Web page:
Reducing the Impacts of Weeds

Dr. Robert Martin - NSW Department of Primary Industries, GRDC

Type: Research Paper
Knowledge level: Advanced

Farm Table says:

This project has demonstrated very clearly the importance of weed control in no-till farming systems and that crop rotation is imperative for the system to be successful.

In wide row no-till cropping systems

What is the problem?

Growers have been reluctant to use chickpeas, faba beans and canola in their rotations because of the difficulties in controlling weeds. This project was able to define the yield-loss versus weed density relationships for these alternative crops and then investigate several different aspects of agronomy that may advantage the crop and reduce the impact of weeds.

What did the research involve?

Nine separate field experiments were completed during the three year project from 2001-2003.

The aims of the project were to examine crop by weed interactions to determine:

  1. how competitive grass and broadleaf weeds are in reducing yield in wide row no-till chickpeas, faba beans and canola
  2. how competition varies with crop planting patterns and weed position
  3. if fertiliser placement and herbicide strategies can be better managed to benefit the crop more than the weeds
  4. if mimic weeds can be used in competition studies to simulate actual weeds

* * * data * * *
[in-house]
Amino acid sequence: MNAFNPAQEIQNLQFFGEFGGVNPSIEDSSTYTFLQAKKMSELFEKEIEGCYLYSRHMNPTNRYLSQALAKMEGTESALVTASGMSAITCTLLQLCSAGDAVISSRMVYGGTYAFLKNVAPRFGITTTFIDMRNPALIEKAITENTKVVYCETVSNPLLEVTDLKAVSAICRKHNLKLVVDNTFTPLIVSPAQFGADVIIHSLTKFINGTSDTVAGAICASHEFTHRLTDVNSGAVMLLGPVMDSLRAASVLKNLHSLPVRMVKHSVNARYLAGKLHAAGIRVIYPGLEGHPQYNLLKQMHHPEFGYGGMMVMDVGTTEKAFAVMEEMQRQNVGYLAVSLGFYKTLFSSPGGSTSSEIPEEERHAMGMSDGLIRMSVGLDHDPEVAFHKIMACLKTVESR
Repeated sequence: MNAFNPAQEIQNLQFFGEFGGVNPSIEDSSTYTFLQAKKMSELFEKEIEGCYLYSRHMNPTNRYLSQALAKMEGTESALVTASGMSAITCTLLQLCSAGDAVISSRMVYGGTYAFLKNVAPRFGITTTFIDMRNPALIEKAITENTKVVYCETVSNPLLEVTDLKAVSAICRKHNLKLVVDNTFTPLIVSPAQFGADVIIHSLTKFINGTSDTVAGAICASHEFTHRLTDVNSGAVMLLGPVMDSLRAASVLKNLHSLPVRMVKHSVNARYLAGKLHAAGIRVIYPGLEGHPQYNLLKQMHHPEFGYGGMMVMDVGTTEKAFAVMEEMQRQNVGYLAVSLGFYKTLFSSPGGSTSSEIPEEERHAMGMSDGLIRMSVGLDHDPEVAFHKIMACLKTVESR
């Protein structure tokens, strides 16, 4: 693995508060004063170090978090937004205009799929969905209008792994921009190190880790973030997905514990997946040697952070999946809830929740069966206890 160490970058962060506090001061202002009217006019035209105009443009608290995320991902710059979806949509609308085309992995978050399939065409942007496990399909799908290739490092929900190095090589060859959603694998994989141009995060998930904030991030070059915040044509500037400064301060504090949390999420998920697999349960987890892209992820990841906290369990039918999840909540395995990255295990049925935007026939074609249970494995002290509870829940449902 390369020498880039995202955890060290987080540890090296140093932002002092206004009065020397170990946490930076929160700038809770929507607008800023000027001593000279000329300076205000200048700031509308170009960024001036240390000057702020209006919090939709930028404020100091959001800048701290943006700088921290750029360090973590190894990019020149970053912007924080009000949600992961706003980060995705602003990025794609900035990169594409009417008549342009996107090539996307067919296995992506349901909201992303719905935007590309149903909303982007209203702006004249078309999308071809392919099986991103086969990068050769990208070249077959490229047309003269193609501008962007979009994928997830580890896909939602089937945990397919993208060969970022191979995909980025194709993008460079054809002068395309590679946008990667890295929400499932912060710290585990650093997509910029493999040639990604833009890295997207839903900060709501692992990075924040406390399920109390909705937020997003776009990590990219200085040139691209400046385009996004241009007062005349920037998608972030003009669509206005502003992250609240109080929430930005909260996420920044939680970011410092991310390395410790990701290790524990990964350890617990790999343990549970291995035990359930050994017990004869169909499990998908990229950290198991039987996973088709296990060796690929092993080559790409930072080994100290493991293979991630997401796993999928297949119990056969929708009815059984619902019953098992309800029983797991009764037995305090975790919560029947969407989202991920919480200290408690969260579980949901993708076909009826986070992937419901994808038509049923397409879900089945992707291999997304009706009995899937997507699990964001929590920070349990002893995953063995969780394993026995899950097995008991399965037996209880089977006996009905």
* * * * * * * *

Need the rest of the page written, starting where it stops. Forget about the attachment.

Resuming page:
5. how long post emergent herbicide applications can be delayed in chickpeas before yield reductions occur

 

What were the key findings?

The order of the crops that were least affected by weeds was wheat, canola, faba beans and chickpeas.

In fact, weeds were twice as competitive in chickpeas, faba beans and canola than in wheat at a weed density of 10-20 plants per square metre. This emphasises the importance of weed control in chickpeas due to their slow growth rate. The wider row spacings used for faba beans, chickpeas and canola generally resulted in lower yields in the presence of weeds. However, when weeds were adequately controlled, the advantages of wider rows outweighed the disadvantages.

The use of post emergent herbicides to control weeds in chickpeas could be delayed 10 weeks after sowing without significant yield loss being experienced.

Precision fertiliser placement in the crop rows has the ability to advantage the crop rather than the weeds. These tend to grow between the rows more than in the crop rows.

Final comment

Overall the project was able to demonstrate several different agronomic strategies for overcoming the effect of weeds.

 

2016 - Australia - Dr. Robert Martin - NSW Department of Primary Industries, GRDC
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